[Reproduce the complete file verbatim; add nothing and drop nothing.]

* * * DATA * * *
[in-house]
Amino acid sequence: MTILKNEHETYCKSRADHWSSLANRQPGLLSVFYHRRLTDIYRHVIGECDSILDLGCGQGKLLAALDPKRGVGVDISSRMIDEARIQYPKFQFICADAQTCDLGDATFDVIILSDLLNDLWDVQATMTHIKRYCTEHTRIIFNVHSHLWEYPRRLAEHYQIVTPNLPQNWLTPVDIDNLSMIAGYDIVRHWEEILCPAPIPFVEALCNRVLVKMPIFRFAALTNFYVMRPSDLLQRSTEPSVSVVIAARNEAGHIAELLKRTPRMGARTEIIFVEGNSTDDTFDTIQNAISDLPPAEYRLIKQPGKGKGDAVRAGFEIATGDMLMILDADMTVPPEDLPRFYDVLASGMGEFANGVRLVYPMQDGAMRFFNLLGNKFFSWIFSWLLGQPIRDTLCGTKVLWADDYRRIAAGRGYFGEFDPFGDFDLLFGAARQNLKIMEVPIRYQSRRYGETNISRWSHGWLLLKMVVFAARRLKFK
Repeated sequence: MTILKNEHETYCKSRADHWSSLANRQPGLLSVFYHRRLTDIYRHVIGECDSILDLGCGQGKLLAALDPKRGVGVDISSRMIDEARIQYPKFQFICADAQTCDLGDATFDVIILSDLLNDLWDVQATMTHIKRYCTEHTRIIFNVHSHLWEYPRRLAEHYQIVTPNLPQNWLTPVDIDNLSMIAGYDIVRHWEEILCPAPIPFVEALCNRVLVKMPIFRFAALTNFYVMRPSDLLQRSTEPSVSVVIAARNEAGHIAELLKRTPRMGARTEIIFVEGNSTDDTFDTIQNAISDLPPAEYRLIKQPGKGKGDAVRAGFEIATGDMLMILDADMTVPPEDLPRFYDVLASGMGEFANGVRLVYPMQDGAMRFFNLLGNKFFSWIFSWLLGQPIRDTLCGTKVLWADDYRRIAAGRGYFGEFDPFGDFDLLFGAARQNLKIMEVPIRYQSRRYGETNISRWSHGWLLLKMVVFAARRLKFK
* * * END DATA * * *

[in-house]
Amino acid sequence: MTILKNEHETYCKSRADHWSSLANRQPGLLSVFYHRRLTDIYRHVIGECDSILDLGCGQGKLLAALDPKRGVGVDISSRMIDEARIQYPKFQFICADAQTCDLGDATFDVIILSDLLNDLWDVQATMTHIKRYCTEHTRIIFNVHSHLWEYPRRLAEHYQIVTPNLPQNWLTPVDIDNLSMIAGYDIVRHWEEILCPAPIPFVEALCNRVLVKMPIFRFAALTNFYVMRPSDLLQRSTEPSVSVVIAARNEAGHIAELLKRTPRMGARTEIIFVEGNSTDDTFDTIQNAISDLPPAEYRLIKQPGKGKGDAVRAGFEIATGDMLMILDADMTVPPEDLPRFYDVLASGMGEFANGVRLVYPMQDGAMRFFNLLGNKFFSWIFSWLLGQPIRDTLCGTKVLWADDYRRIAAGRGYFGEFDPFGDFDLLFGAARQNLKIMEVPIRYQSRRYGETNISRWSHGWLLLKMVVFAARRLKFK
Repeated sequence: MTILKNEHETYCKSRADHWSSLANRQPGLLSVFYHRRLTDIYRHVIGECDSILDLGCGQGKLLAALDPKRGVGVDISSRMIDEARIQYPKFQFICADAQTCDLGDATFDVIILSDLLNDLWDVQATMTHIKRYCTEHTRIIFNVHSHLWEYPRRLAEHYQIVTPNLPQNWLTPVDIDNLSMIAGYDIVRHWEEILCPAPIPFVEALCNRVLVKMPIFRFAALTNFYVMRPSDLLQRSTEPSVSVVIAARNEAGHIAELLKRTPRMGARTEIIFVEGNSTDDTFDTIQNAISDLPPAEYRLIKQPGKGKGDAVRAGFEIATGDMLMILDADMTVPPEDLPRFYDVLASGMGEFANGVRLVYPMQDGAMRFFNLLGNKFFSWIFSWLLGQPIRDTLCGTKVLWADDYRRIAAGRGYFGEFDPFGDFDLLFGAARQNLKIMEVPIRYQSRRYGETNISRWSHGWLLLKMVVFAARRLKFK